Today I’m going to be talking about the differences between four different Fredrix Pro Series canvases. The type of canvas that is right for your paintings will depend on how you’re applying the paint to the canvas. To start with, all of the Pro Series have what is in my opinion the best stretcher bars out there. Not just because they won’t warp, but because the bar itself is curved in a way that as you paint, you’re not pushing against the inside corner edge of the bar which can cause a weird look on your painting because of how the brush hit that ridge. These, being rounded on the inside against the canvas avoid that problem altogether.
I also want to add that Fredrix are the only canvas that I buy anymore. I have had enough bad experiences with off brands and their warping stretcher bars combined with occasional problems where the paint doesn’t want to stick to whatever they primed the canvas with that it just isn’t worth the trouble for me anymore.
I’m not going to lie, for years when I heard artists talk about painting on Belgian Linen I thought it was more of a name brand/trendy type of thing. “Look at me, I’m so fancy, I paint on Linen!”. As it turns out there really is a good reason so many artists love working on Linen canvases. The weave is very tight and smooth making for a beautiful painting surface when you want smooth blending and a lot of small, clean detail work. This canvas is perfect for oil or acrylic paint.
Oil Primed Linen
This one is just what it sounds like, Linen that was primed with oil instead of a water based primer like the Belgian Linen. This means that it is only suitable for oil painting. Because I like to do acrylic underpaintings on my work to save time, I generally go to the Belgian Linen, but when I want something done completely in oil, this is my go to canvas. The paint just glides across the surface. It is really easy to get smooth blending with this canvas and it’s perfect for fine detail work.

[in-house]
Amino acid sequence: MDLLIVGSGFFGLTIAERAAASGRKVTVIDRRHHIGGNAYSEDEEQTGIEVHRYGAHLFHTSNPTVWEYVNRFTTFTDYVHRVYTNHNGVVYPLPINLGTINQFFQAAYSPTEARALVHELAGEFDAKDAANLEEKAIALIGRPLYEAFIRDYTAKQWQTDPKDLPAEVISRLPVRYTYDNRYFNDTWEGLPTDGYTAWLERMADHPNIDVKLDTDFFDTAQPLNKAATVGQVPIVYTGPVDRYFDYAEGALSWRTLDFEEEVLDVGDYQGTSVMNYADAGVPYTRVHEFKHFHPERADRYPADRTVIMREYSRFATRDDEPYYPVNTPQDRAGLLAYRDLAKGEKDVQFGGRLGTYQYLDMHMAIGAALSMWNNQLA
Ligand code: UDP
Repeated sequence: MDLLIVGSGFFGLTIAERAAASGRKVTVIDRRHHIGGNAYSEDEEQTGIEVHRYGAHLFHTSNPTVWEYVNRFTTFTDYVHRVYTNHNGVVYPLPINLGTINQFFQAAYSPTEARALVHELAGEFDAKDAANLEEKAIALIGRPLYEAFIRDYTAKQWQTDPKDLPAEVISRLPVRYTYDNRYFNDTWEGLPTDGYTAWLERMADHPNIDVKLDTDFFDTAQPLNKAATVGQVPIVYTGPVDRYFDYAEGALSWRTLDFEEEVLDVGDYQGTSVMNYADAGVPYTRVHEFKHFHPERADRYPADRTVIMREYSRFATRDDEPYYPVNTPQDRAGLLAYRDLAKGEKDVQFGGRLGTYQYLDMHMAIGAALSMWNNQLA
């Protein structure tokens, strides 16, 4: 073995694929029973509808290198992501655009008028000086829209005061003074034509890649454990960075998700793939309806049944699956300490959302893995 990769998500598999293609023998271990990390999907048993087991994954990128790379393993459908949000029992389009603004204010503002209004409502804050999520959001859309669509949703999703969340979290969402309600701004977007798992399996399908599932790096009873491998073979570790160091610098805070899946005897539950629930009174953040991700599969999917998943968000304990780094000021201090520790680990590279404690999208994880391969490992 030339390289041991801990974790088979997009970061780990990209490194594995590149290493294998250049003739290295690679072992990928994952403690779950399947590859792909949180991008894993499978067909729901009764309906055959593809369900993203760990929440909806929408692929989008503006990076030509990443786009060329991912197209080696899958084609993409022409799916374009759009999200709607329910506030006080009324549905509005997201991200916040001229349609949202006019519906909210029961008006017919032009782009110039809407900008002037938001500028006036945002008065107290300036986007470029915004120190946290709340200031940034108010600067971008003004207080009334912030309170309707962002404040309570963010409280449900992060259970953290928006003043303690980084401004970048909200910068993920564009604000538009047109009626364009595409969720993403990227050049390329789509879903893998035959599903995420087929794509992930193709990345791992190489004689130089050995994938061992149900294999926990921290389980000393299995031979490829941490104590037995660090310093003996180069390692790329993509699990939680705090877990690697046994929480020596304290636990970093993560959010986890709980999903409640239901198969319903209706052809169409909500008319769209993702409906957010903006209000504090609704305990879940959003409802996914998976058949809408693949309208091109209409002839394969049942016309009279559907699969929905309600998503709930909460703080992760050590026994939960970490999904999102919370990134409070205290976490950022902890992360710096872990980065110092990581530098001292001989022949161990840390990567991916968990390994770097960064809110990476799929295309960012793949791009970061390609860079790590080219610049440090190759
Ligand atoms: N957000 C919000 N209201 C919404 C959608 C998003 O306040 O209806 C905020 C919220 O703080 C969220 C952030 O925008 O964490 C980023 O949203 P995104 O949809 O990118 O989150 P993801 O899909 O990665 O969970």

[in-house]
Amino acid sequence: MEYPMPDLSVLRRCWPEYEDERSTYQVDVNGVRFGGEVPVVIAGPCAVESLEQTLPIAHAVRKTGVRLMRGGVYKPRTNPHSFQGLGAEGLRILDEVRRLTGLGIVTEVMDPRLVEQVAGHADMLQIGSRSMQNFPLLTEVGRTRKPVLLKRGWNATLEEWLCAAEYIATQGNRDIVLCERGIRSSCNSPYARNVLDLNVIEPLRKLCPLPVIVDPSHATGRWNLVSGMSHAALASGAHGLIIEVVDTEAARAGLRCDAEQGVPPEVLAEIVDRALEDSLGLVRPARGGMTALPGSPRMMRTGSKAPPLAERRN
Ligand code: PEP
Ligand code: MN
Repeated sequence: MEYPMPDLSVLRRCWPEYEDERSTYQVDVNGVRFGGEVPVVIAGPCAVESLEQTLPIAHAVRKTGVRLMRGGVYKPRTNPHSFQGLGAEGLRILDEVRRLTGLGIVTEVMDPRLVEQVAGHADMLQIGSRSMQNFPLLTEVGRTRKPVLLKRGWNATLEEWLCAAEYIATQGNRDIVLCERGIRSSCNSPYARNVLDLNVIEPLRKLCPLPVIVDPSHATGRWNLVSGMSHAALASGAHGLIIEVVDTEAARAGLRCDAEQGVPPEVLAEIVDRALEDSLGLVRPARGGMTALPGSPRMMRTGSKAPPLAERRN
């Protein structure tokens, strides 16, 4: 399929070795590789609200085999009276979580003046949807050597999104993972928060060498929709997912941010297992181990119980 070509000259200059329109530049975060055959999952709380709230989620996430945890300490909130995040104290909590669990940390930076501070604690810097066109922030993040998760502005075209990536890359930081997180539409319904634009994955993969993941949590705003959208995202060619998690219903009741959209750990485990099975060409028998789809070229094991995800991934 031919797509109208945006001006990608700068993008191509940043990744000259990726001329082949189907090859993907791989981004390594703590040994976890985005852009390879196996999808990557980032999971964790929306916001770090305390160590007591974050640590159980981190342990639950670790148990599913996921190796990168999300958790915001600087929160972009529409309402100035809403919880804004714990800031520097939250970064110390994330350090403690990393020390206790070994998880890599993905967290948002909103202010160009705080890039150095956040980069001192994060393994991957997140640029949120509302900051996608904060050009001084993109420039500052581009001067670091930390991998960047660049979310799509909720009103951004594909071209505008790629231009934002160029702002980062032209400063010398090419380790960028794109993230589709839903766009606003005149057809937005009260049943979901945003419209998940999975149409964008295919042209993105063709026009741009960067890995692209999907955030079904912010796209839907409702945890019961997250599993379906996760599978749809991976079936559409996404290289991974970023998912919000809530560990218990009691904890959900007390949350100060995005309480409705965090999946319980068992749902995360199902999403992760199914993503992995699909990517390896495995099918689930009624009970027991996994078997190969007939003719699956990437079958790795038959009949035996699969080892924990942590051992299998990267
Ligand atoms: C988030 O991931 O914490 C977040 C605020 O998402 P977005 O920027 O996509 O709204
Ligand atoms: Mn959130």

This is a 100% Cotton canvas that has a much more textured surface and is a heavier weight than the previous canvases I mentioned. It handles all of the styles I tested on it fairly well. It would by no means be my go to canvas if I wanted a lot of detail work or if I was trying to get smooth blending with acrylics (which is harder to do than the oil paint I used for this demonstration). If you’re mixing heavy palette knife work and brush work in oil paint, this may be a good choice for you.
This is the heaviest weight of the canvases I tested. It is a heavy cotton duck canvas. This canvas has a LOT of tooth (texture). It’s going to be ideal for painting with heavy textures. Not only is there a lot for the paint/texture mediums to grip to having so much tooth, but being so heavy weight mean’s it isn’t going to be prone to sagging like a lighter weight canvas would with so much added weight from the texture you apply. If you plan to get any sort of brush work detail, this would not be the best canvas for you.
Now let’s take a look at all of these canvases in action in four different styles of painting. I used Winsor and Newton and Webber’s Permalba white and Liquin as my mixing medium for these tests.
Normally my weekly patreon videos are whatever my Wednesday painting was of, but being that this was different than normal, I’ve added voiceover tips to the snowy owl from last winter, so make sure to head over and check that tutorial out 🙂